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One of the top five fast bowlers in the world was how his captain, Clive Rice, described Richard Hadlee as Nottinghamshire prepared for their final fixture of the 1981 Schweppes Championship. Beyond the two nets, sprinklers kept the Trent Bridge grass a lush green; the blue sky overhead belied the forecasts of rain that could wash away the county's hopes. And the following day Rice invited Glamorgan to face the best fast-bowling attack at Trent Bridge since the unforgotten summers of Larwood and Voce. By lunch the Welsh county were fielding, Richard Hadlee, with four for 18 off twelve overs, had become the first, and only, bowler in 1981 to reach 100 wickets, and Nottinghamshire were on course for the victory that took the County Championship title to Trent Bridge for the first time since 1929.
Yet RICHARD JOHN HADLEE, born in Christchurch, New Zealand, on July 3, 1951, might not have participated in the celebrations that followed - in the unlikely event, that is, of Nottinghamshire winning the title without his all-round contribution of 105 wickets and 745 runs. Unhappy with a disastrous 1980 season, when fitness problems limited him to seven Championship games, he was hesitant of renewing his contract in 1981. "I'm not happy playing my cricket on the sidelines," he said in his forthright way. "But the club asked me to re-think." It says much for their opinion of his ability: in his three seasons with them he had played only 23 games for his 96 wickets (from 641 overs) and 549 runs, though he missed half of his first season by joining the 1978 New Zealand touring party. Many ordinary professionals play that number of games in a season.
Richard Hadlee, however, is no ordinary performer, and he set out to prove to the English public that he was what his Test record states: a world-class fast bowler whose aggressive left-handed batting entitles him to all-rounder status. The rigours of a full Australasian summer not-withstanding - six Tests and the Benson and Hedges World Series Cup, in which New Zealand reached the finals - he embarked on a pre-season training programme with the dedication of a true professional. Its fulfilment was seen day in day out as he played in every Championship match in 1981 and missed only two of the county's 21 limited-overs matches.
Usually operating off a shorter run - 15 paces as against 23 - he bowled to telling effect: a lean, hard six-footer, with his Lillee-smooth approach to the delivery stride of a text-book high action, he was still too sharp and too uncomfortable for most batsmen, still able to stick him on his backside or beat the bat. And he could make the ball do more; as his great rival and idol, Dennis Lillee, had shown. In 1981 he bowled 708.4 overs. No seam bowler delivered more and only five others exceeded 600. The more overs you get through, the better your chances was his philosophy, and certainly his striking-rate was evenly distributed: 31 wickets in May and June, 35 in July, and 33 in August and September. His best innings return was seven for 25 against Lancashire at Liverpool: he never once took ten wickets in a match.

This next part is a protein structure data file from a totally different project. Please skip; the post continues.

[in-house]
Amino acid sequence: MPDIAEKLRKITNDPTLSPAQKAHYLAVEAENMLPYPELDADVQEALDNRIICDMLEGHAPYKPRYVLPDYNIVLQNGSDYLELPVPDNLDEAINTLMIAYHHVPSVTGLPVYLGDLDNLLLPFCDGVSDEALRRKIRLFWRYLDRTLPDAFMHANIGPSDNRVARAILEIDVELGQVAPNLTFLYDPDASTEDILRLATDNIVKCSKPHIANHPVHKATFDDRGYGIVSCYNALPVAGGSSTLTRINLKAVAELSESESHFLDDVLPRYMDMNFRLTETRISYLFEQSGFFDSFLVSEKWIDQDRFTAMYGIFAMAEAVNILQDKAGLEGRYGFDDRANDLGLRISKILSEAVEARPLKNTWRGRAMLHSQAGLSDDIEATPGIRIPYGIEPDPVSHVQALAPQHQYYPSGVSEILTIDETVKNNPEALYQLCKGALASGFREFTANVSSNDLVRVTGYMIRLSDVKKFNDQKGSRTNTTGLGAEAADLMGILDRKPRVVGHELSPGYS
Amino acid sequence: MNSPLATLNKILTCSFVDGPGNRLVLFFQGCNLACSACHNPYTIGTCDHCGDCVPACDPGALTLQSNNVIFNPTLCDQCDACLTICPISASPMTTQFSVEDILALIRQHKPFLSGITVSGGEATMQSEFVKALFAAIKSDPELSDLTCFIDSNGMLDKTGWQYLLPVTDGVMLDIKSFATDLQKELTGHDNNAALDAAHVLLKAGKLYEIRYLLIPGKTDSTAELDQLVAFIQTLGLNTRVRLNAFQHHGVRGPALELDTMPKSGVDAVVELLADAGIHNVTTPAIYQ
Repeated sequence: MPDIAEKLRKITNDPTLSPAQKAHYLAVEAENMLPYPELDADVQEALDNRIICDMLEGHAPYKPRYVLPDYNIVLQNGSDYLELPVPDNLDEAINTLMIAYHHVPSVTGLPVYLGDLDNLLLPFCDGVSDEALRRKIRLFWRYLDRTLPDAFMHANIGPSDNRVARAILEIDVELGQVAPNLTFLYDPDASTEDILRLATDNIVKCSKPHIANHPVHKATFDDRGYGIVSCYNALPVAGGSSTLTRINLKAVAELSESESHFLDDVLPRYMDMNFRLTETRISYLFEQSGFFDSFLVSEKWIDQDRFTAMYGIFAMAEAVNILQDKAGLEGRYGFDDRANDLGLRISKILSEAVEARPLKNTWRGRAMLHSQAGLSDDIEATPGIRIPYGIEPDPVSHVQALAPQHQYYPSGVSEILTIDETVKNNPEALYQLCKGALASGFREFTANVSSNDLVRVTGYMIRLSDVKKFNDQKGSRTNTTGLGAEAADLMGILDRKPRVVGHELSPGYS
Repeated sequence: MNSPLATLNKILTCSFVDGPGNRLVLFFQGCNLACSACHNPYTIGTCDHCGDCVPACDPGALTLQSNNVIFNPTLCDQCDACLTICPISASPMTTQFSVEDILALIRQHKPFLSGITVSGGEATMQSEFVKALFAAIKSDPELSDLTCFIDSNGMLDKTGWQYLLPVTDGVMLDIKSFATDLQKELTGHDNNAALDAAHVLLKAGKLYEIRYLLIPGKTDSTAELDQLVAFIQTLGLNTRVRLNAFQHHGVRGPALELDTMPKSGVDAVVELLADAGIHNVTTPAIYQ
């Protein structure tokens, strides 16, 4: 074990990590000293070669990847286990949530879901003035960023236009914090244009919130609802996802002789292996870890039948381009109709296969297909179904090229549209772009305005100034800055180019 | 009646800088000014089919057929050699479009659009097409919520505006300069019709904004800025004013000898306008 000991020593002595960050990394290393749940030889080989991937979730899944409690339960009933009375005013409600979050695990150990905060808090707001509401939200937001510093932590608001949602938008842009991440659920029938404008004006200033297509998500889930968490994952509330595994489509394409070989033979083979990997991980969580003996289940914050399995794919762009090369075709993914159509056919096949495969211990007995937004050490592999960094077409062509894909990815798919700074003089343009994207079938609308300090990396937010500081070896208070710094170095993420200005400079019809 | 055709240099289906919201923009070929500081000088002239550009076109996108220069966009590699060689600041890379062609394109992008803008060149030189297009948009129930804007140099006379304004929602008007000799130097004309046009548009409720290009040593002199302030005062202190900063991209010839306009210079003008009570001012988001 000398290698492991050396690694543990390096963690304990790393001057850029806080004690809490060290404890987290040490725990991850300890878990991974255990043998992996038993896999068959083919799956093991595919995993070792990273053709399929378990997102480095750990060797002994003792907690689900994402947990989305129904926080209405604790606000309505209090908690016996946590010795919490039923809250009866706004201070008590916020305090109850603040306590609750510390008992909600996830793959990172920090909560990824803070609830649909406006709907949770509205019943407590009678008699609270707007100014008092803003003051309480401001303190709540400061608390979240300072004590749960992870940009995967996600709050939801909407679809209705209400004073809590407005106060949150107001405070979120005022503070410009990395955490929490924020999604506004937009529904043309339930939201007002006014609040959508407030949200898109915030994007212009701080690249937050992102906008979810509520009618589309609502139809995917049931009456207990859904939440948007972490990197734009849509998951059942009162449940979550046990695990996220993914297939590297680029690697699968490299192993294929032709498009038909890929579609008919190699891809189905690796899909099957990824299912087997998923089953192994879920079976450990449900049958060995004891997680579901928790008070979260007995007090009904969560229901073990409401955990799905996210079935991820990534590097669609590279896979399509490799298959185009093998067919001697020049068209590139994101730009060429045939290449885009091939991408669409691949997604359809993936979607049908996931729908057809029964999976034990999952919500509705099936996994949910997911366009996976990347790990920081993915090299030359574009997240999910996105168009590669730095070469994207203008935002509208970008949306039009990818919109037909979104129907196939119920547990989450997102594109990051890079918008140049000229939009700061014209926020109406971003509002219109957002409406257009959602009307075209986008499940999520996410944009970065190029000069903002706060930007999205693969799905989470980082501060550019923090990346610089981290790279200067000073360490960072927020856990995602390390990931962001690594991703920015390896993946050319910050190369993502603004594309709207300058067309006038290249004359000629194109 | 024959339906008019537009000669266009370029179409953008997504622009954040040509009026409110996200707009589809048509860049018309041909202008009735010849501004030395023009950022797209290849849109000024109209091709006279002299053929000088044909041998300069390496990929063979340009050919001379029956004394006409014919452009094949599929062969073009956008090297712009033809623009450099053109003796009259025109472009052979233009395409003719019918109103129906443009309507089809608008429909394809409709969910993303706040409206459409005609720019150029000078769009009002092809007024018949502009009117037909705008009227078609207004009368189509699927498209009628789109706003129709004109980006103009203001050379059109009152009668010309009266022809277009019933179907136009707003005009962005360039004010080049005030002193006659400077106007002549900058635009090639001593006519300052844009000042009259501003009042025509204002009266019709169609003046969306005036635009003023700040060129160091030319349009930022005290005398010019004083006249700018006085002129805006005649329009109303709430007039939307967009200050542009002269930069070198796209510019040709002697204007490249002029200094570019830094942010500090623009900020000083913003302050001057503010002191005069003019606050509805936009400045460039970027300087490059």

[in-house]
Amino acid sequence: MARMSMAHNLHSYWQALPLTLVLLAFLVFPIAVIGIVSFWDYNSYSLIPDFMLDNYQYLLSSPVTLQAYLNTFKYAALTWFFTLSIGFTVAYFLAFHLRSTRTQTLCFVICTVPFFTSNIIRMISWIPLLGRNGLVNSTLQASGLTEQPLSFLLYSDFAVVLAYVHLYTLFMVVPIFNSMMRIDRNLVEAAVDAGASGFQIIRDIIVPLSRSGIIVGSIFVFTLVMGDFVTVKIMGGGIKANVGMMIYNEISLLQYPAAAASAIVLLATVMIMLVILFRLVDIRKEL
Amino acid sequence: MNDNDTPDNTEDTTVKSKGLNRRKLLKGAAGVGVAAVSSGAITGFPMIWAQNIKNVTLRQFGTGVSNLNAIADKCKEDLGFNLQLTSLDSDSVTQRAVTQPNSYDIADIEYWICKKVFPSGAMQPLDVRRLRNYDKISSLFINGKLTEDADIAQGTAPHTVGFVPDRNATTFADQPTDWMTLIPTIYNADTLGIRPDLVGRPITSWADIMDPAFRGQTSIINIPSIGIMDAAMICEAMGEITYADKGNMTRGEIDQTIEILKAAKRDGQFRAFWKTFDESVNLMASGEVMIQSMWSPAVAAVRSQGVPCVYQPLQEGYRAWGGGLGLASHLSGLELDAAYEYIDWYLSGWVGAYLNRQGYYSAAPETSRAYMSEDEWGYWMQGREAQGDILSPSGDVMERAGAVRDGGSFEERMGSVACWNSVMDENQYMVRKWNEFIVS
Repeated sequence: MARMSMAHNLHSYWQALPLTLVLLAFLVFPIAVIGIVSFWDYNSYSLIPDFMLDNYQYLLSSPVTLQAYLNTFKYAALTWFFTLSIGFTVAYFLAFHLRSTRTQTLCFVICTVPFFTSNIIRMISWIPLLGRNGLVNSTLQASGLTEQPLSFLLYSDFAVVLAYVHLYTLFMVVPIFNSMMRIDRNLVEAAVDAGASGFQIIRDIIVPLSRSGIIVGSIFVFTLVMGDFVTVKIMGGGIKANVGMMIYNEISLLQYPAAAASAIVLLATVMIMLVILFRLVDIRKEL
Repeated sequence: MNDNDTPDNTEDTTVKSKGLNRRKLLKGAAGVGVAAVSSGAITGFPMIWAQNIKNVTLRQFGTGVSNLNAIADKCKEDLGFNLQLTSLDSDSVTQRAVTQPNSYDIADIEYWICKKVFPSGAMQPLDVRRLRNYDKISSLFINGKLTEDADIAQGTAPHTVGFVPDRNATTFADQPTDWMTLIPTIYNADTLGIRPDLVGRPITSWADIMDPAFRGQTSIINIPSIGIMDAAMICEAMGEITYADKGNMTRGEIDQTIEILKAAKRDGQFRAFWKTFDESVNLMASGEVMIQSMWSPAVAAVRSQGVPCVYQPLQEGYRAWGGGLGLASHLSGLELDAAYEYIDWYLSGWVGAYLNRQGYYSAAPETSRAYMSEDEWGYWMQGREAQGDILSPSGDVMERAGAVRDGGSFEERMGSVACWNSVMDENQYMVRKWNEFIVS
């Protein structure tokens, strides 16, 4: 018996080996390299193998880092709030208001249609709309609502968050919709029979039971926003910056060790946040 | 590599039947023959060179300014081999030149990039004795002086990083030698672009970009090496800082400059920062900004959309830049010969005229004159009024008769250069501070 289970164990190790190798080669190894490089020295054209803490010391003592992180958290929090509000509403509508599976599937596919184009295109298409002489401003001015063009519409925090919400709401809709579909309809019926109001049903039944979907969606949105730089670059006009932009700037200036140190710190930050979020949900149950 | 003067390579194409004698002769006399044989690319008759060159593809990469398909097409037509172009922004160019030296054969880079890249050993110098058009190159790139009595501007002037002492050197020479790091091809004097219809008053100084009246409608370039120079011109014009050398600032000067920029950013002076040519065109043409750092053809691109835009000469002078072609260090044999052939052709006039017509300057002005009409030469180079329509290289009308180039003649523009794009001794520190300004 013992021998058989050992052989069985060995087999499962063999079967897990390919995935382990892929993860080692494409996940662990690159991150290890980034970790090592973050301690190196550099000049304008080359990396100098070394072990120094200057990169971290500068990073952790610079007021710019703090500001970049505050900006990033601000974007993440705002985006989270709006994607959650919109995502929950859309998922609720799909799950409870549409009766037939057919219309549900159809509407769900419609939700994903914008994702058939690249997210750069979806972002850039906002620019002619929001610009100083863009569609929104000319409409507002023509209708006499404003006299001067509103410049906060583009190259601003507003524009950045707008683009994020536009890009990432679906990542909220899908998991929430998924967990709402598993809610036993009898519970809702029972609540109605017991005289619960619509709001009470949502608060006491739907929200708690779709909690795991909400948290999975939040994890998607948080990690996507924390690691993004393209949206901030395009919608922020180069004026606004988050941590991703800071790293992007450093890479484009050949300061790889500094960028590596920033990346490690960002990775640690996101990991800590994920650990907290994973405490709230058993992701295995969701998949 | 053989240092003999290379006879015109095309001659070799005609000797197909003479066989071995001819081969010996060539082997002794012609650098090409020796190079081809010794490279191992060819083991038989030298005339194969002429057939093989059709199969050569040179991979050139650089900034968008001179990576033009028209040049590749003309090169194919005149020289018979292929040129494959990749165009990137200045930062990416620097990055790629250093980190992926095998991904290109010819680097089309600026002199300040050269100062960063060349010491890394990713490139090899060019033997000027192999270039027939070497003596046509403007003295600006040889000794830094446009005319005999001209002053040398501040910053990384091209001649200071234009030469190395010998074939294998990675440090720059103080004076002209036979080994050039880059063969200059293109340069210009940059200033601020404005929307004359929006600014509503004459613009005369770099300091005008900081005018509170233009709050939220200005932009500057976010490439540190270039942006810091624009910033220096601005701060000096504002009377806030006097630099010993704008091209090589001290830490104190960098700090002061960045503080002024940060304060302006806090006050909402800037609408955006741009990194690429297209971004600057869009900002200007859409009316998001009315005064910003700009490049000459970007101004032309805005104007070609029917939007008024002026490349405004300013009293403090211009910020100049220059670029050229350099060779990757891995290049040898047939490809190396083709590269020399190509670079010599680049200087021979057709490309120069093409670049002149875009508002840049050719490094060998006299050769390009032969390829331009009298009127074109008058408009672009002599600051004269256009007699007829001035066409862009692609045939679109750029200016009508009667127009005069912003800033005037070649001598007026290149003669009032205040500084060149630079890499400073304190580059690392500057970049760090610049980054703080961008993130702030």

Such whole-hearted effort with the ball was not Richard Hadlee's only contribution to Nottinghamshire's success. A maiden Test hundred against West Indies from 92 deliveries was testament to a hard-hitting approach, in addition to belying criticism that he was reluctant to become involved with the fastest bowling. "For Nottinghamshire," said Rice, "he was just the person to come in at number seven and belt the ball all over the place." His stroke-play took them to maximum batting points on a number of occasions, and was also used to advantage in the knockout competitions.
"The helmet makes a difference," Hadlee admitted. "No-one likes being hit, but now I get into line more. Also, I've been writing a coaching manual [a reprint of his autobiography was already out of print] and I began putting the theory into practice out in the middle." The result, effective and entertaining, included a career-best 142 not out against Yorkshire, but then his theory on batting is uncomplicated. The ball should be hit as hard and as often as possible.